Tuesday, December 18, 2007

A Name for the White Rotary

The White Rotary has a name: Lorelei! She has already demonstrated her ability to call out and draw other treadles to her shore. I know the machine isn't made in Germany but I think she has a sturdy beauty like the rock she has been named after and she has a song she is singing to attract other machines like the fair maiden of the legends.

Yesterday, I remembered I had seen an ad for a treadle on craigslist in the city where I am headed to celebrate Christmas. I looked it up and there in living color was another White treadle in an oak cabinet. The price was $25! I emailed and asked the seller if I would be able to see the treadle the day after Christmas. He said, "Yes!" I can't believe it. The ad just expired tonight and I can't even link to it.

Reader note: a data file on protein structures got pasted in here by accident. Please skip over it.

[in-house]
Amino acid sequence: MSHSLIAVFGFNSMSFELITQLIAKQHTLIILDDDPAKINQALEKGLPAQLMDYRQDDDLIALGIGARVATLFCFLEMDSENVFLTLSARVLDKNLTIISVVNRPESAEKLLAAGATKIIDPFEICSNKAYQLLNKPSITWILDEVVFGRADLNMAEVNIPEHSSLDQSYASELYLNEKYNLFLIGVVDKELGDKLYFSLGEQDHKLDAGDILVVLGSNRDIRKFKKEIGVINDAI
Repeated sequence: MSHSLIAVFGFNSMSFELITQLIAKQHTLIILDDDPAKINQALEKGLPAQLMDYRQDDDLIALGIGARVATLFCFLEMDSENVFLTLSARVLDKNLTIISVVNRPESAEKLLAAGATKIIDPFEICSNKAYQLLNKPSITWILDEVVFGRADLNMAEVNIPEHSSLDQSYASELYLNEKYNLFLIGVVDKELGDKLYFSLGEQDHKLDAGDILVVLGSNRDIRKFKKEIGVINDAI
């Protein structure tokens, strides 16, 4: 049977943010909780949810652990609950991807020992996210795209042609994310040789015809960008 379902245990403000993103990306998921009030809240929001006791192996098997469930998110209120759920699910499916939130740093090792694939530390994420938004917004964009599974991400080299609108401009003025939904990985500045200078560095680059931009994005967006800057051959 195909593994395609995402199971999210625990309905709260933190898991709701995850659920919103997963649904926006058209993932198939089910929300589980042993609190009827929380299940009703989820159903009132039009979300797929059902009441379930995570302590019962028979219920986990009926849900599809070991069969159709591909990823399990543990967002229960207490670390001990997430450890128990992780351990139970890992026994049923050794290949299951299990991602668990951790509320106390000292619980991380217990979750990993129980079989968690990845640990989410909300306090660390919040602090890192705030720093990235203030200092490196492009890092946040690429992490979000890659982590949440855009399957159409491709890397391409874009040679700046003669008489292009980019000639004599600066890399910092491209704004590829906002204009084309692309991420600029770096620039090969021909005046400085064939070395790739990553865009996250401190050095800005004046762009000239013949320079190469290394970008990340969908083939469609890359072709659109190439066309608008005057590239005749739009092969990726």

Lorelei's condition is much improved. I can now remove the needle and change presser feet. Also, the knob that adjusts the presser foot pressure is working. I have cleaned more green-brown lacquered oil off the machine. I think she will do more than sing. I found a nearly local source for reasonably priced treadle belts. Three are on their way. I should have them by the time I am back home from celebrating with family.

Sunday, December 16, 2007

The New Member of the Fleet